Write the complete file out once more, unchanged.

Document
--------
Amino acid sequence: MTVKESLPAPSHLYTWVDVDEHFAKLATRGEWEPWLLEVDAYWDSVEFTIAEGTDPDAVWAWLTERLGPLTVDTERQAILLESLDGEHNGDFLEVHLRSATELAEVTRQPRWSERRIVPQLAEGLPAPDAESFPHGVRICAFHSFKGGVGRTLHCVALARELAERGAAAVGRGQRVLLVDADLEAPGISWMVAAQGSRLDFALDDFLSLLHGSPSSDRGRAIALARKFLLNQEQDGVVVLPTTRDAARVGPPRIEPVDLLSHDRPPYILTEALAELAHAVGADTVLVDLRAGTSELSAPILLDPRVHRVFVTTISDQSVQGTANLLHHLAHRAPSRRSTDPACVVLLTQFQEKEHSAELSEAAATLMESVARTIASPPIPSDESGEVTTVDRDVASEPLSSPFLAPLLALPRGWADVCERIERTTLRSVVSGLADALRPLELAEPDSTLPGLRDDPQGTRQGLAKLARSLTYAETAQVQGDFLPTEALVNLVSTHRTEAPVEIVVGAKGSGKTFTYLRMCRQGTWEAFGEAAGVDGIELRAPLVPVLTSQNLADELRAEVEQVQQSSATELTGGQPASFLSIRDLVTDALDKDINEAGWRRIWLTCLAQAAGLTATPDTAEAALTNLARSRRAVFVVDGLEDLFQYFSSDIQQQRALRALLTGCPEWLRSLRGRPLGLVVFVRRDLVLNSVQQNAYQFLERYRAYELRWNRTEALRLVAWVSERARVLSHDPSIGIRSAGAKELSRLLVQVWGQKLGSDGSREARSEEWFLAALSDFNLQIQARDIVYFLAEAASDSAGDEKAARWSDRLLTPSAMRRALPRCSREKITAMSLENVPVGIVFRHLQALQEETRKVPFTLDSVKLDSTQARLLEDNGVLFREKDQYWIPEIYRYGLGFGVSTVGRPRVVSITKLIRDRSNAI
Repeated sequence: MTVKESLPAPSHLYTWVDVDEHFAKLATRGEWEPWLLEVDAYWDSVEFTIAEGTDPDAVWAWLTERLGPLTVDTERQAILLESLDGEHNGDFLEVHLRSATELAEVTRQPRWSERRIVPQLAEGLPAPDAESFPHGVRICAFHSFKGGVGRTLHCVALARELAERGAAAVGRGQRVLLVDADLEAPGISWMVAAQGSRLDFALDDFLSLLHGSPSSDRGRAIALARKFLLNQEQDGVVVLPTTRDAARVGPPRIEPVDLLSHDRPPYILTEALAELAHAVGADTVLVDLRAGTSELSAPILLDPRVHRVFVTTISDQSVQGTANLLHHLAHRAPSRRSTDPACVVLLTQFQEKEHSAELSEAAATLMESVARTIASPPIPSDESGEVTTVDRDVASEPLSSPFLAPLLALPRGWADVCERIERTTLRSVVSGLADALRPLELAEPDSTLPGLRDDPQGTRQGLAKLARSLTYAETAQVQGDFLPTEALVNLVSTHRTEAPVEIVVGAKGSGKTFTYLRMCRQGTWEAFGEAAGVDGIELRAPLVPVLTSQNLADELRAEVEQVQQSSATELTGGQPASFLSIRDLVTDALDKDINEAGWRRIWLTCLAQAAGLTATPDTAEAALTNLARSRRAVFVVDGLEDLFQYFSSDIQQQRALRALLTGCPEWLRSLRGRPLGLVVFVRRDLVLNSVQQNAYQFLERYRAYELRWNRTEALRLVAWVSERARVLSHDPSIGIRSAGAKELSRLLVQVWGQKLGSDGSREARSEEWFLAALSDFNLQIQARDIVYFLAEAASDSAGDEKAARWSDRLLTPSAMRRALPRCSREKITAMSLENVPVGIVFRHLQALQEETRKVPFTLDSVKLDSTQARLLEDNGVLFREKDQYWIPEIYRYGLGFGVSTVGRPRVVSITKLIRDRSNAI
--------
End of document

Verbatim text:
Amino acid sequence: MTVKESLPAPSHLYTWVDVDEHFAKLATRGEWEPWLLEVDAYWDSVEFTIAEGTDPDAVWAWLTERLGPLTVDTERQAILLESLDGEHNGDFLEVHLRSATELAEVTRQPRWSERRIVPQLAEGLPAPDAESFPHGVRICAFHSFKGGVGRTLHCVALARELAERGAAAVGRGQRVLLVDADLEAPGISWMVAAQGSRLDFALDDFLSLLHGSPSSDRGRAIALARKFLLNQEQDGVVVLPTTRDAARVGPPRIEPVDLLSHDRPPYILTEALAELAHAVGADTVLVDLRAGTSELSAPILLDPRVHRVFVTTISDQSVQGTANLLHHLAHRAPSRRSTDPACVVLLTQFQEKEHSAELSEAAATLMESVARTIASPPIPSDESGEVTTVDRDVASEPLSSPFLAPLLALPRGWADVCERIERTTLRSVVSGLADALRPLELAEPDSTLPGLRDDPQGTRQGLAKLARSLTYAETAQVQGDFLPTEALVNLVSTHRTEAPVEIVVGAKGSGKTFTYLRMCRQGTWEAFGEAAGVDGIELRAPLVPVLTSQNLADELRAEVEQVQQSSATELTGGQPASFLSIRDLVTDALDKDINEAGWRRIWLTCLAQAAGLTATPDTAEAALTNLARSRRAVFVVDGLEDLFQYFSSDIQQQRALRALLTGCPEWLRSLRGRPLGLVVFVRRDLVLNSVQQNAYQFLERYRAYELRWNRTEALRLVAWVSERARVLSHDPSIGIRSAGAKELSRLLVQVWGQKLGSDGSREARSEEWFLAALSDFNLQIQARDIVYFLAEAASDSAGDEKAARWSDRLLTPSAMRRALPRCSREKITAMSLENVPVGIVFRHLQALQEETRKVPFTLDSVKLDSTQARLLEDNGVLFREKDQYWIPEIYRYGLGFGVSTVGRPRVVSITKLIRDRSNAI
Repeated sequence: MTVKESLPAPSHLYTWVDVDEHFAKLATRGEWEPWLLEVDAYWDSVEFTIAEGTDPDAVWAWLTERLGPLTVDTERQAILLESLDGEHNGDFLEVHLRSATELAEVTRQPRWSERRIVPQLAEGLPAPDAESFPHGVRICAFHSFKGGVGRTLHCVALARELAERGAAAVGRGQRVLLVDADLEAPGISWMVAAQGSRLDFALDDFLSLLHGSPSSDRGRAIALARKFLLNQEQDGVVVLPTTRDAARVGPPRIEPVDLLSHDRPPYILTEALAELAHAVGADTVLVDLRAGTSELSAPILLDPRVHRVFVTTISDQSVQGTANLLHHLAHRAPSRRSTDPACVVLLTQFQEKEHSAELSEAAATLMESVARTIASPPIPSDESGEVTTVDRDVASEPLSSPFLAPLLALPRGWADVCERIERTTLRSVVSGLADALRPLELAEPDSTLPGLRDDPQGTRQGLAKLARSLTYAETAQVQGDFLPTEALVNLVSTHRTEAPVEIVVGAKGSGKTFTYLRMCRQGTWEAFGEAAGVDGIELRAPLVPVLTSQNLADELRAEVEQVQQSSATELTGGQPASFLSIRDLVTDALDKDINEAGWRRIWLTCLAQAAGLTATPDTAEAALTNLARSRRAVFVVDGLEDLFQYFSSDIQQQRALRALLTGCPEWLRSLRGRPLGLVVFVRRDLVLNSVQQNAYQFLERYRAYELRWNRTEALRLVAWVSERARVLSHDPSIGIRSAGAKELSRLLVQVWGQKLGSDGSREARSEEWFLAALSDFNLQIQARDIVYFLAEAASDSAGDEKAARWSDRLLTPSAMRRALPRCSREKITAMSLENVPVGIVFRHLQALQEETRKVPFTLDSVKLDSTQARLLEDNGVLFREKDQYWIPEIYRYGLGFGVSTVGRPRVVSITKLIRDRSNAI